cover image Muy Macho

Muy Macho

. Anchor Books, $16 (256pp) ISBN 978-0-385-47861-8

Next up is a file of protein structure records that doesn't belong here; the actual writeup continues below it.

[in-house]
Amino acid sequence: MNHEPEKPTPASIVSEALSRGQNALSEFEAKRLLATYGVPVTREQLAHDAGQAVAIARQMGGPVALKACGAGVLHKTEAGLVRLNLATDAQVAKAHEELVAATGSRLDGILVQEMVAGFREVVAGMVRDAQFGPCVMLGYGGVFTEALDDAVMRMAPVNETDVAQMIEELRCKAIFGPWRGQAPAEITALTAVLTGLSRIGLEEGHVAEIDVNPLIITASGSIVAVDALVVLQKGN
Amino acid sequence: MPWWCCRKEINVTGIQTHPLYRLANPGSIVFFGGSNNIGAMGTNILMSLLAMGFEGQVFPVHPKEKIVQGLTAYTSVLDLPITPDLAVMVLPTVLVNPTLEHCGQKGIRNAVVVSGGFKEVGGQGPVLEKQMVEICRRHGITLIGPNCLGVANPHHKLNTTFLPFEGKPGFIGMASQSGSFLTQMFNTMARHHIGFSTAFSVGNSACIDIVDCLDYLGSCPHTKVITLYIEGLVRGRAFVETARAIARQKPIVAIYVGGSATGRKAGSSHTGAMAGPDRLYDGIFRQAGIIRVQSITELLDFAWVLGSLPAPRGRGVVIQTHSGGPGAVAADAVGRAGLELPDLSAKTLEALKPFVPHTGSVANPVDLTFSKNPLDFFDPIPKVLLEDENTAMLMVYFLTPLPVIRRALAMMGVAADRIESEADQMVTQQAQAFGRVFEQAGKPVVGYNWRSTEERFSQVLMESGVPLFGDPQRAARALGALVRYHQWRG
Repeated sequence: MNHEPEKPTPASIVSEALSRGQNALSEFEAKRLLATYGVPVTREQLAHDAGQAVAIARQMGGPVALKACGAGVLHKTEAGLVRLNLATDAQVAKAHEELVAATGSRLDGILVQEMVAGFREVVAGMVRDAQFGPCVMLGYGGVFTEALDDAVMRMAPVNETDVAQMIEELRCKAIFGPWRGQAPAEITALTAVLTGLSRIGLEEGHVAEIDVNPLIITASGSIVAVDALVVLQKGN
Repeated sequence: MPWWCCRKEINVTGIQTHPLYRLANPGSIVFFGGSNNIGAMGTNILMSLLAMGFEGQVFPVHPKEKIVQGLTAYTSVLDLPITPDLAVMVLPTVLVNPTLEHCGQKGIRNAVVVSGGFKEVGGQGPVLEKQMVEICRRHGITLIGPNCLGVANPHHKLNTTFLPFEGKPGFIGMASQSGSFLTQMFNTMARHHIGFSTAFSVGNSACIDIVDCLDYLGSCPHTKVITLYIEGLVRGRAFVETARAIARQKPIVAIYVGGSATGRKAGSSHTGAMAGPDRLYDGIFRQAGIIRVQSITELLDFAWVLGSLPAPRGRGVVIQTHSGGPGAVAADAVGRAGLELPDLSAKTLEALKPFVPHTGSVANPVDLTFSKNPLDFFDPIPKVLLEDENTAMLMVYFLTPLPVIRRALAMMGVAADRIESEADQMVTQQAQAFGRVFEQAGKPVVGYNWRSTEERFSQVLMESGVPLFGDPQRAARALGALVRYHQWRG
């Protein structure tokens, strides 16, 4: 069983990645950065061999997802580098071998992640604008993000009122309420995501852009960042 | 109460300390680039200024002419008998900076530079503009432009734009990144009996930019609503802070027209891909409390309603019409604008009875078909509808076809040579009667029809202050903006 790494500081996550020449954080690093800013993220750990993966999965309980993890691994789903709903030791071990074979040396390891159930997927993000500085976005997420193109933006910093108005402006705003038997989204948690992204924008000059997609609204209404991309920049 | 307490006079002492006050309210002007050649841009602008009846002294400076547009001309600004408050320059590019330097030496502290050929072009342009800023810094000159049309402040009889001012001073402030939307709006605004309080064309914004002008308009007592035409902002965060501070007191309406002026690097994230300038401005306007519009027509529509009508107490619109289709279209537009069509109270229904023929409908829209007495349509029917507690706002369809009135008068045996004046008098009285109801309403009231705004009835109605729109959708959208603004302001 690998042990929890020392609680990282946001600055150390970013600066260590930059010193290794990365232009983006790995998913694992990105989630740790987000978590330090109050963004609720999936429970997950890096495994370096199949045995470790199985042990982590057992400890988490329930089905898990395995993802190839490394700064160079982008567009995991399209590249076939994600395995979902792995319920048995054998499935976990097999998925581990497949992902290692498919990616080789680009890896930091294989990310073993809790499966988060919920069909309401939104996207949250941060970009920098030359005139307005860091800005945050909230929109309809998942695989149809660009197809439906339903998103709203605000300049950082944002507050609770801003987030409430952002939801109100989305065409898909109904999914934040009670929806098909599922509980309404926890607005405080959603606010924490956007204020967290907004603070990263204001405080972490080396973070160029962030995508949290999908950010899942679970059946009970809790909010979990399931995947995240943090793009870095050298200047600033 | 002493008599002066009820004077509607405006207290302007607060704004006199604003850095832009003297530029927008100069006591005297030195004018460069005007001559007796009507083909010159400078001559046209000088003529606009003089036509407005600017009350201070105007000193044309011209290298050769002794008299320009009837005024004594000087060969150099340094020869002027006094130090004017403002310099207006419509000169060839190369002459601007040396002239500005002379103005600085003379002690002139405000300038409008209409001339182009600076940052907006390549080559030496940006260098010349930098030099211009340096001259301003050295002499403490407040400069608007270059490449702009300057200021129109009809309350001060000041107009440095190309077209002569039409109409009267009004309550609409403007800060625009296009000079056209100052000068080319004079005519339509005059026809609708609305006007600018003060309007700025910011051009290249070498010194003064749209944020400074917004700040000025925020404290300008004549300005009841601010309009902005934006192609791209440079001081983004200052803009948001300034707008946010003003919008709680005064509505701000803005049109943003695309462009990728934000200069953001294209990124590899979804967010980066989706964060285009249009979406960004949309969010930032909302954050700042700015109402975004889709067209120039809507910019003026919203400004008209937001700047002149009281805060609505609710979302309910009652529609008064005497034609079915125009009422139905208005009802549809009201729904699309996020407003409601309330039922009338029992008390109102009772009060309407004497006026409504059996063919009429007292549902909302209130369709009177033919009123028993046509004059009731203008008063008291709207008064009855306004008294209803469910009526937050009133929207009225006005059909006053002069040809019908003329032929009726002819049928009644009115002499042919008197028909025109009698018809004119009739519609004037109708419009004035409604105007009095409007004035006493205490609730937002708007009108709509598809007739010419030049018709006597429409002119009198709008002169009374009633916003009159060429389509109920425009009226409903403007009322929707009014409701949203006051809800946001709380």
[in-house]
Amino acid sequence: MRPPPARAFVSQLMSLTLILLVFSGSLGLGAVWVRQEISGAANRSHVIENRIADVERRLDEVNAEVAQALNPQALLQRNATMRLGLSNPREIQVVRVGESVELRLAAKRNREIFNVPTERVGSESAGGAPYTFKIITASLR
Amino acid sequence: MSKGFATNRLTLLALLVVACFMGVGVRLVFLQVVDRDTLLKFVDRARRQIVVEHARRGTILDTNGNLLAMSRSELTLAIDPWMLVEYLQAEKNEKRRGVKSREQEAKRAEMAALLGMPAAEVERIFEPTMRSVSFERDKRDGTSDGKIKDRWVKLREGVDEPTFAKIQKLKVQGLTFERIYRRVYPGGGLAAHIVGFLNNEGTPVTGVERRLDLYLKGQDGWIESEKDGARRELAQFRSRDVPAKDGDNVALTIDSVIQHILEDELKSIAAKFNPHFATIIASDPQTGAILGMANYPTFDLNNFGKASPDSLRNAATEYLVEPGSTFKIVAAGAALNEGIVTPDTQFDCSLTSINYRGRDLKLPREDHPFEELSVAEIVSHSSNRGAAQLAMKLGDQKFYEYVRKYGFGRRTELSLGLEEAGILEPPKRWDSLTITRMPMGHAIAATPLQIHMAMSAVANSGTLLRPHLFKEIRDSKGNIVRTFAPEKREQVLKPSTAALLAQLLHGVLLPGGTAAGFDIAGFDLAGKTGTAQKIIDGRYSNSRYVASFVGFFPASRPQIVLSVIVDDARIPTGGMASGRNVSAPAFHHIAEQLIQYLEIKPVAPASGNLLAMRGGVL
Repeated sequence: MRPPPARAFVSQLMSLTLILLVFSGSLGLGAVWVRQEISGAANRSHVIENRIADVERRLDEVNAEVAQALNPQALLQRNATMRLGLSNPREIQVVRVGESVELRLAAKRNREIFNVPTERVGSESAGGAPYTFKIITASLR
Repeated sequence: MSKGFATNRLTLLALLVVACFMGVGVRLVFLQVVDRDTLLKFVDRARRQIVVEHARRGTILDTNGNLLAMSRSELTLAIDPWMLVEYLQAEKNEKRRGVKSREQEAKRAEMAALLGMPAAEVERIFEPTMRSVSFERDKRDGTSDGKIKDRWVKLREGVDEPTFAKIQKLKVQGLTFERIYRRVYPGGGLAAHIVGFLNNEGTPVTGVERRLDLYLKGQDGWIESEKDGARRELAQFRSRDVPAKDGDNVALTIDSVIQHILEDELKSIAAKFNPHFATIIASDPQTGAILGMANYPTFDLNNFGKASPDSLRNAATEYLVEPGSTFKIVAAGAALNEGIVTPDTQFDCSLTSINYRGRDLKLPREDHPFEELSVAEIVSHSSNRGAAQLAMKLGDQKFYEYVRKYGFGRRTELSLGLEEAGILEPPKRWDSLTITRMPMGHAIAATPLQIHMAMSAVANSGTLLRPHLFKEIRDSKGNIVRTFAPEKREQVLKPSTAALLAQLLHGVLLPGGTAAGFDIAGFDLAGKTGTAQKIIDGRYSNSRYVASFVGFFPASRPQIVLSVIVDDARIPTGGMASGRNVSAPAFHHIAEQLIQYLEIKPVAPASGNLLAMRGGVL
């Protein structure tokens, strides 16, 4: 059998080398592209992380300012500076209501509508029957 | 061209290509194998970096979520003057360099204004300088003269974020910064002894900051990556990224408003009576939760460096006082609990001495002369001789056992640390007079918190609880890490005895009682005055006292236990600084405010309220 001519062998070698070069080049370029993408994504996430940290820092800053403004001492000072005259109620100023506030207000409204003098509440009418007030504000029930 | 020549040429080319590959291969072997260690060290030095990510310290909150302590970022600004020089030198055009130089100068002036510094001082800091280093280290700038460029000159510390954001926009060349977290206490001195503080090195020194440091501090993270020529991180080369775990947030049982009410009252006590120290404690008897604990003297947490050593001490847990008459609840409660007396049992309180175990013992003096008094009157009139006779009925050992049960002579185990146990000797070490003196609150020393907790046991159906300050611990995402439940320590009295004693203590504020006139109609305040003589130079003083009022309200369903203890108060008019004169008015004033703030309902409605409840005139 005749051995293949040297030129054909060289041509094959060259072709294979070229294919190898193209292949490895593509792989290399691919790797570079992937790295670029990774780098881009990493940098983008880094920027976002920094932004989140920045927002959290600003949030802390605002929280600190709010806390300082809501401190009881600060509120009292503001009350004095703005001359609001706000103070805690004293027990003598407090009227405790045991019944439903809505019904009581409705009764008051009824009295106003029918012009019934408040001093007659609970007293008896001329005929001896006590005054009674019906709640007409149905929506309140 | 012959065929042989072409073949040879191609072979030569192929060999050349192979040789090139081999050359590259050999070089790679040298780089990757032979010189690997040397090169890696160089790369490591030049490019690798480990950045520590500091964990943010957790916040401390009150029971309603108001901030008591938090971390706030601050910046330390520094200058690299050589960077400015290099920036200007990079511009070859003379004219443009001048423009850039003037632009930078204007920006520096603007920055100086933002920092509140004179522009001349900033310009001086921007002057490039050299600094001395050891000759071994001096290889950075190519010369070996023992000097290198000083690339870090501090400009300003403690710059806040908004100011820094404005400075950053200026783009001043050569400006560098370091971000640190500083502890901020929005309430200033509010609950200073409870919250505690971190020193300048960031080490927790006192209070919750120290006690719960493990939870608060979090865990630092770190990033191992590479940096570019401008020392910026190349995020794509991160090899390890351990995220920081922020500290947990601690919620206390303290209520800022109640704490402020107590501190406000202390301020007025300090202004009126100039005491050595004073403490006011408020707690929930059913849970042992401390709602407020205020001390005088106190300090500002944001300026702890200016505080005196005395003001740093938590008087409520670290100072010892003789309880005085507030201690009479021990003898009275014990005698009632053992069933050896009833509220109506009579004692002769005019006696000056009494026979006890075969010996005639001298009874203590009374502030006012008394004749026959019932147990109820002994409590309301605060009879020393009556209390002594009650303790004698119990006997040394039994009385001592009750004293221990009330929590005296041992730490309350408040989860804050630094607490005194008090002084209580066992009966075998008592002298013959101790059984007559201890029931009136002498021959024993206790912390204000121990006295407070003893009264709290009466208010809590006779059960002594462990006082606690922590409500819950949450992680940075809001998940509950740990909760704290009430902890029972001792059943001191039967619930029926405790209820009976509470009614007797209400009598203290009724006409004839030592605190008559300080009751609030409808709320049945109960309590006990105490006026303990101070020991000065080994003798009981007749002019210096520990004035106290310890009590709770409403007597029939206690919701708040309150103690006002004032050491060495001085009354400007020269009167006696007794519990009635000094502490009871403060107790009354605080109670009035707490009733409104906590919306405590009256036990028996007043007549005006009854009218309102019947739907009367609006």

There have been a number of books about constructions of masculinity ever since Robert Bly's Iron John appeared in 1990. Here, Gonzalez has gathered some of the most widely recognized male American writers of Latino descent to contribute original essays that voice both personal and universal experiences of manhood, which, as for African American men, are plagued by cliches and misperceptions. What makes this an important addition to the discussion is its diversity. All the writers are poets and novelists and, most important, good storytellers, and this allows for writing that is free of the jargon so often found in other, often over-theorized considerations of the subject. The essays by Dagoberto Gilb and Rudolfo Anaya are particularly vibrant and successful attempts to talk about manhood through the relating of personal experience. Some pieces falter when they try to be revelatory. As when, Luis Rodriguez says, ""I'm pleased that Latinos and other people of color are increasingly participating in men's conferences. But I'm only in it for their revolutionary potential, for the life-liberating qualities of transformation embodied in them."" Crime, violence and abusive behavior toward women are some of the concerns cited by those interested in repairing the damage done by masculinity gone awry. But aren't these concerns for everyone? And is it necessary to exclude women in order to examine the minority male with truth and candor? History tells us that both genders are necessary for any revolution. (June)